WikiLeaks cable: NZ, cluster munitions, and interoperability

Photo / Mark Mitchell
Photo / Mark Mitchell

May 8, 2008
New Zealand, cluster munitions, and interoperability

date:2008-05-08T03:13:00
source:Embassy Wellington
origin:08WELLINGTON157
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CCCCC ZZH O 080313Z MAY 08 FM AMEMBASSY WELLINGTON TO RUEHC/SECSTATE
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classification:CONFIDENTIAL
reference:08STATE47101
?C O N F I D E N T I A L WELLINGTON 000157

SIPDIS

STATE FOR EAP/ANP, PM
E.O. 12958: DECL: 05/08/2018
TAGS: PARM, PREL, KTIA, MOPS, NZ...
?C O N F I D E N T I A L WELLINGTON 000157

SIPDIS

STATE FOR EAP/ANP, PM
E.O. 12958: DECL: 05/08/2018
TAGS: PARM, PREL, KTIA, MOPS, NZ
SUBJECT: NEW ZEALAND, CLUSTER MUNITIONS, AND INTEROPERABILITY
REF: STATE 47101

Classified By: Pol/Econ Counselor Margaret McKean; Reason 1.5 (b) and (
d)

1. (C) Summary. New Zealand considers interoperability to be one of two key issues (the other issue being the definition of a cluster munition that causes unacceptable humanitarian harm) for resolution in Dublin at the upcoming cluster munitions convention meeting beginning May 19.
However, MFAT indicates that New Zealand's approach will be to develop more specific language regarding interoperability as opposed to deleting clauses 1 (b) and (c) of the draft convention. MFAT does not want the issue of interoperability to preclude New Zealand's participation in the types of peacekeeping and international security roles it is involved in now with the UN as well as the United States. New Zealand, however, may be constrained from becoming a party to the convention, as the Oslo signing event will come after the New Zealand election. MFAT has acknowledged that if the opposition National Party wins the election, it is unclear if National will support the convention. End Summary.

Definition/Interoperability Critical at Dublin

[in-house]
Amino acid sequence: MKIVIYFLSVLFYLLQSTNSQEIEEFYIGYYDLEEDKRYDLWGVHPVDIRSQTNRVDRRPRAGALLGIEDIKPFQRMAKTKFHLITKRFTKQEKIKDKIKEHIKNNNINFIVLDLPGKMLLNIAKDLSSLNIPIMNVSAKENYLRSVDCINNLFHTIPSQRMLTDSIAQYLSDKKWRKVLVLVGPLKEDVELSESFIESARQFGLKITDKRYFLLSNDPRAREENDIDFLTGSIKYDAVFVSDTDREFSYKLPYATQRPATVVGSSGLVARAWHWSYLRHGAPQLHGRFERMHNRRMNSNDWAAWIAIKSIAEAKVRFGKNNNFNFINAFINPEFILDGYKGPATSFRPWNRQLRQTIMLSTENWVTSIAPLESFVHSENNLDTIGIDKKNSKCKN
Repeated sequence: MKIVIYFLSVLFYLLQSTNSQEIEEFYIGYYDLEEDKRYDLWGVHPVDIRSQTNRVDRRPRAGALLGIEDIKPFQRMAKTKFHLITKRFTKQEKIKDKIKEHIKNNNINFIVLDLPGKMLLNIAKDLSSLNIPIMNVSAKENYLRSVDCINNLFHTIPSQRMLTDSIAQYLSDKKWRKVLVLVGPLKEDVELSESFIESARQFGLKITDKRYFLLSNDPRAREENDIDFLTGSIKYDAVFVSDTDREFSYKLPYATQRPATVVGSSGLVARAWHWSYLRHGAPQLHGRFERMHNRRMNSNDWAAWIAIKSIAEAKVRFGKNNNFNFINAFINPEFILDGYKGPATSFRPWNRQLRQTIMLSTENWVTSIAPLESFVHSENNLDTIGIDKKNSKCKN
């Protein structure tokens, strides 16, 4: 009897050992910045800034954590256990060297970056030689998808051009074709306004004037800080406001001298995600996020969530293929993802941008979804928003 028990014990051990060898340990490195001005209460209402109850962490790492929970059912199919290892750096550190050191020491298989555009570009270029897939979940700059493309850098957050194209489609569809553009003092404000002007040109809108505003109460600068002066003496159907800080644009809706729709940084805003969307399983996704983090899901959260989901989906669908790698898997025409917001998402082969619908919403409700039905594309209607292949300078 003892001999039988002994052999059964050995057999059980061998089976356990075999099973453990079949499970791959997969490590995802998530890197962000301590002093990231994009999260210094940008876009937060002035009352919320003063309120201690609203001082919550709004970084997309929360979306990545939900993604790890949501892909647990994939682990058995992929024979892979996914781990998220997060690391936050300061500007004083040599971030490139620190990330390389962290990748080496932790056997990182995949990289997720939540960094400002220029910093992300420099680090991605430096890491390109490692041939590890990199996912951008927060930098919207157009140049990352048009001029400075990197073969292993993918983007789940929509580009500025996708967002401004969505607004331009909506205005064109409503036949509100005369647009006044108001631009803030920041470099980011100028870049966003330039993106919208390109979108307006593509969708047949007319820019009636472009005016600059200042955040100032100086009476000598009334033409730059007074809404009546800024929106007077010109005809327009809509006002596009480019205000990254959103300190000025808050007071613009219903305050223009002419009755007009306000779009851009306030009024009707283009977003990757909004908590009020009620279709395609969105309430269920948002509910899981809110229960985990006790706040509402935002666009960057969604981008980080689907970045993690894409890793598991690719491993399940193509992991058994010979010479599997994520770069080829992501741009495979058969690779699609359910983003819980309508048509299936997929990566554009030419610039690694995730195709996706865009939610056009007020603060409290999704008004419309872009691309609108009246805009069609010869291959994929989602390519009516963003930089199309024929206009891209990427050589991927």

--------------------------------------------- -

2. (C) Pol/Econ Counselor met with Jillian Dempster, head of the Ministry of Foreign Affairs and Trade (MFAT) Disarmament Division on May 5 to provide demarche points and discuss GNZ views on interoperability concerns. Dempster will be joining New Zealand head of delegation Ambassador Don MacKay and some his Geneva-based staff in Dublin, along with members of MFAT's legal division and several Ministry of Defense representatives. Dempster noted that 105 countries have now signed the Wellington Declaration, which would permit their participation in the Dublin negotiation process that will begin on May 19. She acknowledged that the GNZ views interoperability as one of two key issues to be resolved at the two-week session. The GNZ is aware of concerns among the like-minded states as well as the US on this issue, and for that reason hosted a special break-out session on interoperability at the February 2008 meeting in Wellington. However, Dempster complained that many of the delegations were unprepared for detailed, substantive discussions and the session made little progress. She offered that a similar session would be likely in Dublin, although it is not clear if Ireland (as host) will lead off with a plenary and then break out into smaller working groups, or if working groups will operate simultaneously with an ongoing plenary discussion.